Tuesday, November 5, 2013

Voter's Choice Quilt Block and Election Day

If you're a citizen of the United States, I hope you took the opportunity to vote today.  After all, it was less than one hundred years ago that women received full voting rights in this country. 

"Women's suffrage in the United States was achieved gradually, at state and local levels during the late 19th century and early 20th century, culminating in 1920 with the passage of the Nineteenth Amendment to the United States Constitution, which provided:  'The right of citizens of the United States to vote shall not be denied or abridged by the United States or by any State on account of sex.'"  Wikipedia

In my own state of Colorado, women received the right to vote at the state level in 1893.  Previously, women had already won the right to vote in the territories of Wyoming (1869) and Utah (1870) through legislative action.  In order for Colorado women to receive the right to vote, they needed the support of the current eligible voters in the state (all male).  In other words, “Colorado suffragists had to convince a majority of men in the state that they should share political power with women.”  Women and Social Movements in the United States  And they did!  Colorado was the very first state to allow women the right to vote through popular referendum.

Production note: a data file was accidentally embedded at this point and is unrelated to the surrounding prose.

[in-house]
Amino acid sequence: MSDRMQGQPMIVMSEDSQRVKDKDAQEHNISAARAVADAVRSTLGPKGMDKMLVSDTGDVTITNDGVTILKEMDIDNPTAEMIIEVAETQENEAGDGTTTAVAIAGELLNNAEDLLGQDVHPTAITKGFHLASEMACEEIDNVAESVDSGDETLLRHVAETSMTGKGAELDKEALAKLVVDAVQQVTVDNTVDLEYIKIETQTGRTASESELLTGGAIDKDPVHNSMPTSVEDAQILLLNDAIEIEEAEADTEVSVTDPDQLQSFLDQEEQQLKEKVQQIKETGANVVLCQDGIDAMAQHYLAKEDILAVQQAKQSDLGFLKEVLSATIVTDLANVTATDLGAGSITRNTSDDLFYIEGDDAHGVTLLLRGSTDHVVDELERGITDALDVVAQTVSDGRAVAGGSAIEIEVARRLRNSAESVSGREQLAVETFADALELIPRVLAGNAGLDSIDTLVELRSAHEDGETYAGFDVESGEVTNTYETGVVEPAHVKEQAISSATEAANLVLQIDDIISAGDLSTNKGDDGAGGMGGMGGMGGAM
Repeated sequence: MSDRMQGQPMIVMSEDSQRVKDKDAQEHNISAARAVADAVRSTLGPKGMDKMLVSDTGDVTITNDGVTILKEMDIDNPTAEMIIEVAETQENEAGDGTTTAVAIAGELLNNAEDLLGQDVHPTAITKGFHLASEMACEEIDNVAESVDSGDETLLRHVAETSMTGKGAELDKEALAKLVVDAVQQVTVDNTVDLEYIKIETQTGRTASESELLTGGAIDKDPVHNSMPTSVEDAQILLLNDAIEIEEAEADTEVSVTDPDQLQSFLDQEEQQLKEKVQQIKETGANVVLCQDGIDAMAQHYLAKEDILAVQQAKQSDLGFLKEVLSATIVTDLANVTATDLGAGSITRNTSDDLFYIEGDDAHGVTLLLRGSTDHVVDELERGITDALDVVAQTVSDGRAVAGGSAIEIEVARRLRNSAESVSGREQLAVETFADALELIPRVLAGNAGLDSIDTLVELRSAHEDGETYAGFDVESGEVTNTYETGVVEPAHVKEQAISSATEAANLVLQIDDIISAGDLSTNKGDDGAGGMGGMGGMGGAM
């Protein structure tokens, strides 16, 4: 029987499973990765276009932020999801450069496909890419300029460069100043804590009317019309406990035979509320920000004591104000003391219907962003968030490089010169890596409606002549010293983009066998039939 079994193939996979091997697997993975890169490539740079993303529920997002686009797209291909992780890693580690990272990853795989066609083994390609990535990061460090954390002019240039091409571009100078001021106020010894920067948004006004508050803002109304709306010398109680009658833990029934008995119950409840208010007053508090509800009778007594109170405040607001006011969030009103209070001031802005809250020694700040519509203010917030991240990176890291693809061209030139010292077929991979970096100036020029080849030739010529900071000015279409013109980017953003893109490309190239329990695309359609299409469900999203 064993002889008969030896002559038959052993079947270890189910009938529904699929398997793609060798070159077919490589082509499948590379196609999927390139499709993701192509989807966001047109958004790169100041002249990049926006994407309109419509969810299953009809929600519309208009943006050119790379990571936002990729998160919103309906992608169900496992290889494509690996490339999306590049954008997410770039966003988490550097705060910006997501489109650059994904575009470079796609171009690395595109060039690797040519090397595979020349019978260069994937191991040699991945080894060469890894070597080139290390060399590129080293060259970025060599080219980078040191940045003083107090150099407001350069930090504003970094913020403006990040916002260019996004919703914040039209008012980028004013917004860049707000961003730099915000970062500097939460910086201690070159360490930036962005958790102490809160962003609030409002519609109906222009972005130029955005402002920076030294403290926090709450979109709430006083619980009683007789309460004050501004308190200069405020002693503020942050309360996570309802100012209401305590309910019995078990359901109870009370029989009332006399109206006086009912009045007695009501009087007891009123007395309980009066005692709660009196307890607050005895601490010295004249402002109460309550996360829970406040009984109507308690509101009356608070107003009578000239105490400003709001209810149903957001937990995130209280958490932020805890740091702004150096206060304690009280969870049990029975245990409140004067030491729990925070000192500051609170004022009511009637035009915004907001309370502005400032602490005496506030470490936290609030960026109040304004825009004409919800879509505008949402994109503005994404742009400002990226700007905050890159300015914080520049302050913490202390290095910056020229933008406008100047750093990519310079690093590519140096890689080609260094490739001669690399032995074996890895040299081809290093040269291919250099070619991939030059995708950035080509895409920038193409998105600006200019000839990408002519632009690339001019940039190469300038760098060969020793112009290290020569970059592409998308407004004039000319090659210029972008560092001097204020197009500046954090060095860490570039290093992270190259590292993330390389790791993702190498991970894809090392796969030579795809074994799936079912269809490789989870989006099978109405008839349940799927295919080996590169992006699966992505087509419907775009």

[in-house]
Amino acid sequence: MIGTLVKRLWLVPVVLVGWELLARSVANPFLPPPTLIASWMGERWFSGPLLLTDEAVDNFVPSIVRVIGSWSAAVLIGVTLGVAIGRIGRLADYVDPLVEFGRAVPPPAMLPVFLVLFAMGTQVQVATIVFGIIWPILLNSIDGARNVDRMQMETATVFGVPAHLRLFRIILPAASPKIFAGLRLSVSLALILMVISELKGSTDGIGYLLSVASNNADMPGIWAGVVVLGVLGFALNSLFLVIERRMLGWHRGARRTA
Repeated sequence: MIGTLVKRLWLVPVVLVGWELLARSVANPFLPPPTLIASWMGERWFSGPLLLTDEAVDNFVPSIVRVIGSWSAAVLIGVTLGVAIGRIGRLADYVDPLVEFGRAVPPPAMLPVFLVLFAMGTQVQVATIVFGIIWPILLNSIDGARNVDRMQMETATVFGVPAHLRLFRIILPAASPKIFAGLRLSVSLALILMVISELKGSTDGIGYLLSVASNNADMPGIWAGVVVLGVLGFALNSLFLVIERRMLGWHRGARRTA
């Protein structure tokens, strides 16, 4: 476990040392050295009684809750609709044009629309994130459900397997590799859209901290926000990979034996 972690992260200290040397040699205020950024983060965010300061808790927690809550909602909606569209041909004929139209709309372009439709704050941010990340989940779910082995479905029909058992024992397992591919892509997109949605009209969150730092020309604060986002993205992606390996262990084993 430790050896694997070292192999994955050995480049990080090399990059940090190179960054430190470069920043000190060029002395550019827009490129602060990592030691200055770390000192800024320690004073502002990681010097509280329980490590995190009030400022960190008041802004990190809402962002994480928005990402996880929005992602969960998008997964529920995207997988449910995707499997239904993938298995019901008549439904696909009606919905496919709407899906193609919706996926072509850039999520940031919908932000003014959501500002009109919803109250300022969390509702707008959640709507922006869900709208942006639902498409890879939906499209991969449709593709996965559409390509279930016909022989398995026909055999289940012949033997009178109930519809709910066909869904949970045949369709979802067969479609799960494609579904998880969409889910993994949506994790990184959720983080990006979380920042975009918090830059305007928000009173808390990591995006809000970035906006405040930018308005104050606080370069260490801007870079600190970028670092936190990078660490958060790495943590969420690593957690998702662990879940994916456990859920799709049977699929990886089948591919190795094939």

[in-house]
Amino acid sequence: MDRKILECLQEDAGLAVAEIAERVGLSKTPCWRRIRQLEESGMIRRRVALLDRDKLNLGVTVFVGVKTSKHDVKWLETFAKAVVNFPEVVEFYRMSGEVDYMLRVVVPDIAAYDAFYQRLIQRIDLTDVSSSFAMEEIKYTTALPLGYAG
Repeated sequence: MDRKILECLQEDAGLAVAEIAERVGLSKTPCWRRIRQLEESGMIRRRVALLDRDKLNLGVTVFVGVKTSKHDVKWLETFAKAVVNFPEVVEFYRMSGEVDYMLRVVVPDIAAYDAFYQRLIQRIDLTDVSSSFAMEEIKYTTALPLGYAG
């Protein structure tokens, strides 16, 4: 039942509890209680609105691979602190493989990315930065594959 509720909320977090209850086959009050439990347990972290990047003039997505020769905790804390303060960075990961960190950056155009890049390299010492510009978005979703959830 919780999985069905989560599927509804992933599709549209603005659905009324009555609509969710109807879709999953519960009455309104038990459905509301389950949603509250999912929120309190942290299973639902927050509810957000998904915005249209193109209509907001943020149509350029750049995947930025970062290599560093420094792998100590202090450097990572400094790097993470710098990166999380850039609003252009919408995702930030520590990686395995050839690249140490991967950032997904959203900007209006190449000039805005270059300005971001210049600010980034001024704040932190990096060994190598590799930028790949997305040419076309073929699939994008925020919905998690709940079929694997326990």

When I tell my students that women in our country did not receive the right to vote until much later than men did, they can't believe it!
You can read my grandmother's diary entries about the 1916 Presidential election here.

You might also enjoy reading my previous blog post here.  


  1. I'd have voted but we didn't have an election in Illinois! Our legislature is still in veto session, meaning they are considering overriding the governor's vetoes. Gay marriage passed (yay!) but pension reform is not yet resolved (alas).

    I fully intended to participate in Barbara Brackman's "Grandmother's Choice" suffrage quilt-along, but it got away from me. A suffrage quilt hovers at the top of my want-to-make quilts. I'll use the green/white/violet color scheme (for Give Women the Vote).

  2. I've seldom missed a chance to vote since I came of age, but, in the state of Illinois, the politicians don't listen to what the people who put them into office say. Too much corruption in all levels of politics.


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